May 26 (Reuters) - Niger’s President Mamadou Tandja dissolved parliament on Tuesday after the constitutional court ruled his plan to hold a referendum on a law allowing him to stand for a third term in office was illegal.
Niger, a desert country of 15 million people in northwest Africa, is attracting increasing investor interest in its uranium deposits. It produces around 7.5 percent of the world’s uranium, according to the World Nuclear Association.
Below are details of companies with uranium mining and exploration projects in Niger.
French state-owned nuclear energy group Areva is developing the Imouraren uranium mine in the north of Niger. Due to begin producing in 2012 after initial investment of 1.2 billion euros, Imouraren is expected to be the biggest uranium mine in Africa with eventual production of 5,000 tonnes per year for 35 years.
Areva has operated Niger’s two existing uranium mines, Cominak and Somair, since the 1970s.
Cameco, the world’s biggest uranium producer, last year bought an 11 percent stake in Govi High Power Exploration, which owns exploration properties around Arlit and Agadez in Niger.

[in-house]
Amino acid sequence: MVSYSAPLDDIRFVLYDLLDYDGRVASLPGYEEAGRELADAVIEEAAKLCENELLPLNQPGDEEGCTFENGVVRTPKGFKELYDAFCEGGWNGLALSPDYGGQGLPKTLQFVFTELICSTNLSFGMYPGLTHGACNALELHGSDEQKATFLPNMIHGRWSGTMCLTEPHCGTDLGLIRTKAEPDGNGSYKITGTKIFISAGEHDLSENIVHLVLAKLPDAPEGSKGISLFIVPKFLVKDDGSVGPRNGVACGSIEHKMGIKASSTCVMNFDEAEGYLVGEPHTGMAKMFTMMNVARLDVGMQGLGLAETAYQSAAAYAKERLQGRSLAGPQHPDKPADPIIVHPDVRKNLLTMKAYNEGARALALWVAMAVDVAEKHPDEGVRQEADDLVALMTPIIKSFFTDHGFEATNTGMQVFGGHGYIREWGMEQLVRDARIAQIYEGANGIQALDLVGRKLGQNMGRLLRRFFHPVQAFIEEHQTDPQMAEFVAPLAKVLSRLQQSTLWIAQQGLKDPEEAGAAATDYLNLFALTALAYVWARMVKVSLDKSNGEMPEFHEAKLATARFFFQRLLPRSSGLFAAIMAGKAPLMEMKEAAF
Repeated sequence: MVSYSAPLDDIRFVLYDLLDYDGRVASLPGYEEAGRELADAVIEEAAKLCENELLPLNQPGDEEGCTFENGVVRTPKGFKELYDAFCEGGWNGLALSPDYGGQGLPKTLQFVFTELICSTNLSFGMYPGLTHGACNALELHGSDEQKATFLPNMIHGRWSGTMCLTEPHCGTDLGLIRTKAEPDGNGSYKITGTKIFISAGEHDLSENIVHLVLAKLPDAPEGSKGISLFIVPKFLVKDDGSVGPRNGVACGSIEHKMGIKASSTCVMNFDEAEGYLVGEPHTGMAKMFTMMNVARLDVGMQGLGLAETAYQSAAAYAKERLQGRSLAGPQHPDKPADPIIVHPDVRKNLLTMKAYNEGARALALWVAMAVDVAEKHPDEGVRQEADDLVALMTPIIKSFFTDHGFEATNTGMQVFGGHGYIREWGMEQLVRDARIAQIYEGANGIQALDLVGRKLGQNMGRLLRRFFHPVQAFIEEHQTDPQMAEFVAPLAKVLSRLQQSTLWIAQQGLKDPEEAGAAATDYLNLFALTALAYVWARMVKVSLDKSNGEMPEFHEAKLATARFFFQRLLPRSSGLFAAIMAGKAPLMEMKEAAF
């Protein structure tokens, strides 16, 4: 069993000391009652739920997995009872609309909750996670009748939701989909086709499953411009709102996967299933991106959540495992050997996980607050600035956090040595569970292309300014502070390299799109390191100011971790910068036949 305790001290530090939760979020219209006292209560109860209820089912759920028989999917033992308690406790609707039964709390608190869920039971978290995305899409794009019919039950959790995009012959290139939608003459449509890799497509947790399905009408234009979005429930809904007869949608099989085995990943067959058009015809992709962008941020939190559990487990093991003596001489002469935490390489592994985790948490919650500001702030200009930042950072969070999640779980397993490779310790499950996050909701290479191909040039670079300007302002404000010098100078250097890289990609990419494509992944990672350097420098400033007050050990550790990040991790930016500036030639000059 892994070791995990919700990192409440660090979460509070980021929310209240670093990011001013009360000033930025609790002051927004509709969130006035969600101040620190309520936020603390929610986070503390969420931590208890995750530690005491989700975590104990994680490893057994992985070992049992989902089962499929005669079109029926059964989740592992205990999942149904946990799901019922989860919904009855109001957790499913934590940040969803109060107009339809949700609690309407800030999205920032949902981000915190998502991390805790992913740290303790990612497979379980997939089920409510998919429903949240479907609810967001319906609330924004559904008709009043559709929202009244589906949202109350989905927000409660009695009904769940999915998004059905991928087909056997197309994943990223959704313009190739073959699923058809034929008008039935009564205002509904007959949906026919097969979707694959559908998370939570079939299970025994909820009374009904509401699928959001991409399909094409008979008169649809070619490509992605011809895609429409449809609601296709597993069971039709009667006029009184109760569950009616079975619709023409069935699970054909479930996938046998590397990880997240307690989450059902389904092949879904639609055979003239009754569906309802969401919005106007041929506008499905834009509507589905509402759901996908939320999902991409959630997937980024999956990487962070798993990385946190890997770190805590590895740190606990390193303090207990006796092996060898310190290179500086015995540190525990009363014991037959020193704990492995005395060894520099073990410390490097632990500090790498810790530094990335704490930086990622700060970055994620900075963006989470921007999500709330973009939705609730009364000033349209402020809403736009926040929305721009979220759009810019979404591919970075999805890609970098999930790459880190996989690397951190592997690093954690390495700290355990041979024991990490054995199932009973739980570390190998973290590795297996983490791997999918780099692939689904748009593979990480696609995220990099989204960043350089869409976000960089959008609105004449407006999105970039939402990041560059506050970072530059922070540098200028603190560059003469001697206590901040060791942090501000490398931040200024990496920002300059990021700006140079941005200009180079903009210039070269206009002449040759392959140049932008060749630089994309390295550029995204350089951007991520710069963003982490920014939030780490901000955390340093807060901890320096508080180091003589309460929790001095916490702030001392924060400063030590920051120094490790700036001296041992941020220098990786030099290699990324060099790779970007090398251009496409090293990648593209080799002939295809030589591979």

The Chinese state-owned firm known as SINO-U will invest $300 million in the Somina project, located at Azelik near Agadez. The project, due to come on stream by 2010, will produce around 700 tonnes per year.
Indonesian mining, energy, construction and infrastructure firm Earthstone Group owns four uranium blocks in Niger.
South Korean state-owned Korea Resources Corp signed a memorandum of understanding in March to buy around 10 percent of its annual uranium needs from Niger.
NIGER URANIUM (URU.L)
London-listed Niger Uranium owns eight prospecting licences in the Tim Mersoi Basin, which it describes as the world’s fifth most important uranium producing district.
Australian-listed NGM Resources owns three uranium exploration concessions in Niger via its subsidiary Indo Energy.
(Sources: World Nuclear Association, company websites, Reuters data)
Compiled by Daniel Magnowski; editing by Tim Pearce